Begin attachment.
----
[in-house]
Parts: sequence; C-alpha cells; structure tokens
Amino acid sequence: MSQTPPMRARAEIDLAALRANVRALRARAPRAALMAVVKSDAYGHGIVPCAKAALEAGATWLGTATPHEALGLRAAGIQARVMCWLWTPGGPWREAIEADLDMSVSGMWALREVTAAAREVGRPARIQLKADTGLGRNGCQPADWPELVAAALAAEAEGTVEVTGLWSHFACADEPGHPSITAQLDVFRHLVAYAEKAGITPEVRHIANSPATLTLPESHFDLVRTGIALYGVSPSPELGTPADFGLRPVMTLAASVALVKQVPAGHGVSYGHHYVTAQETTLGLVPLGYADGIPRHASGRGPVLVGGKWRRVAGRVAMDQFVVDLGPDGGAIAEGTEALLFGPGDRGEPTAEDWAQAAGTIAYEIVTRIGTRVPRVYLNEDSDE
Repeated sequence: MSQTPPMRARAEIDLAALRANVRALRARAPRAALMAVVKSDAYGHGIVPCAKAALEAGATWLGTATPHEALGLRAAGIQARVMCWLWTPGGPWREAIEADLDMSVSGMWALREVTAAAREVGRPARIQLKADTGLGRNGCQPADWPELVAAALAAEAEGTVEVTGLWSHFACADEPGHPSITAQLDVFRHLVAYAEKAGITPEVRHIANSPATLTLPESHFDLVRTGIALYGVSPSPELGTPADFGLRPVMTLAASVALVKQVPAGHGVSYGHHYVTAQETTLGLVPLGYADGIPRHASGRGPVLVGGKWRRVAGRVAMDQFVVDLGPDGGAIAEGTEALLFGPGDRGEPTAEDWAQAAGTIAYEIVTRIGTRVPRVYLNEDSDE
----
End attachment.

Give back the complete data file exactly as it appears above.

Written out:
[in-house]
Parts: sequence; C-alpha cells; structure tokens
Amino acid sequence: MSQTPPMRARAEIDLAALRANVRALRARAPRAALMAVVKSDAYGHGIVPCAKAALEAGATWLGTATPHEALGLRAAGIQARVMCWLWTPGGPWREAIEADLDMSVSGMWALREVTAAAREVGRPARIQLKADTGLGRNGCQPADWPELVAAALAAEAEGTVEVTGLWSHFACADEPGHPSITAQLDVFRHLVAYAEKAGITPEVRHIANSPATLTLPESHFDLVRTGIALYGVSPSPELGTPADFGLRPVMTLAASVALVKQVPAGHGVSYGHHYVTAQETTLGLVPLGYADGIPRHASGRGPVLVGGKWRRVAGRVAMDQFVVDLGPDGGAIAEGTEALLFGPGDRGEPTAEDWAQAAGTIAYEIVTRIGTRVPRVYLNEDSDE
Repeated sequence: MSQTPPMRARAEIDLAALRANVRALRARAPRAALMAVVKSDAYGHGIVPCAKAALEAGATWLGTATPHEALGLRAAGIQARVMCWLWTPGGPWREAIEADLDMSVSGMWALREVTAAAREVGRPARIQLKADTGLGRNGCQPADWPELVAAALAAEAEGTVEVTGLWSHFACADEPGHPSITAQLDVFRHLVAYAEKAGITPEVRHIANSPATLTLPESHFDLVRTGIALYGVSPSPELGTPADFGLRPVMTLAASVALVKQVPAGHGVSYGHHYVTAQETTLGLVPLGYADGIPRHASGRGPVLVGGKWRRVAGRVAMDQFVVDLGPDGGAIAEGTEALLFGPGDRGEPTAEDWAQAAGTIAYEIVTRIGTRVPRVYLNEDSDE